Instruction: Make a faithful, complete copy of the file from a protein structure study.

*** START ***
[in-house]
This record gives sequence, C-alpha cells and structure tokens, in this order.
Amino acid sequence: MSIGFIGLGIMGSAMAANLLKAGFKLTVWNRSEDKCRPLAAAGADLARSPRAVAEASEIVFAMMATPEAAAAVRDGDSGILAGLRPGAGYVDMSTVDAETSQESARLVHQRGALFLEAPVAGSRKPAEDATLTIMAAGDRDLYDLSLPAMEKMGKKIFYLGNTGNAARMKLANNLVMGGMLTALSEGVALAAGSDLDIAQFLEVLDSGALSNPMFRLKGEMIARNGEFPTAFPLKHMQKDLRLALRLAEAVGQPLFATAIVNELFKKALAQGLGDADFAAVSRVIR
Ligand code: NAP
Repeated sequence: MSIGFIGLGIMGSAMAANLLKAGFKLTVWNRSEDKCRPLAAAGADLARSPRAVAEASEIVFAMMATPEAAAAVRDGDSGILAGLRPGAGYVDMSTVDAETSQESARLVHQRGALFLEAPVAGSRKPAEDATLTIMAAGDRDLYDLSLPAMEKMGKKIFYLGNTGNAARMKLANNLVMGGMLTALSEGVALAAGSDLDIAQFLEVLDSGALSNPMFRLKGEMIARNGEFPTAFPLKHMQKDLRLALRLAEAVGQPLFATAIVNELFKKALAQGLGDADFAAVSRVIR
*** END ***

[in-house]
This record gives sequence, C-alpha cells and structure tokens, in this order.
Amino acid sequence: MSIGFIGLGIMGSAMAANLLKAGFKLTVWNRSEDKCRPLAAAGADLARSPRAVAEASEIVFAMMATPEAAAAVRDGDSGILAGLRPGAGYVDMSTVDAETSQESARLVHQRGALFLEAPVAGSRKPAEDATLTIMAAGDRDLYDLSLPAMEKMGKKIFYLGNTGNAARMKLANNLVMGGMLTALSEGVALAAGSDLDIAQFLEVLDSGALSNPMFRLKGEMIARNGEFPTAFPLKHMQKDLRLALRLAEAVGQPLFATAIVNELFKKALAQGLGDADFAAVSRVIR
Ligand code: NAP
Repeated sequence: MSIGFIGLGIMGSAMAANLLKAGFKLTVWNRSEDKCRPLAAAGADLARSPRAVAEASEIVFAMMATPEAAAAVRDGDSGILAGLRPGAGYVDMSTVDAETSQESARLVHQRGALFLEAPVAGSRKPAEDATLTIMAAGDRDLYDLSLPAMEKMGKKIFYLGNTGNAARMKLANNLVMGGMLTALSEGVALAAGSDLDIAQFLEVLDSGALSNPMFRLKGEMIARNGEFPTAFPLKHMQKDLRLALRLAEAVGQPLFATAIVNELFKKALAQGLGDADFAAVSRVIR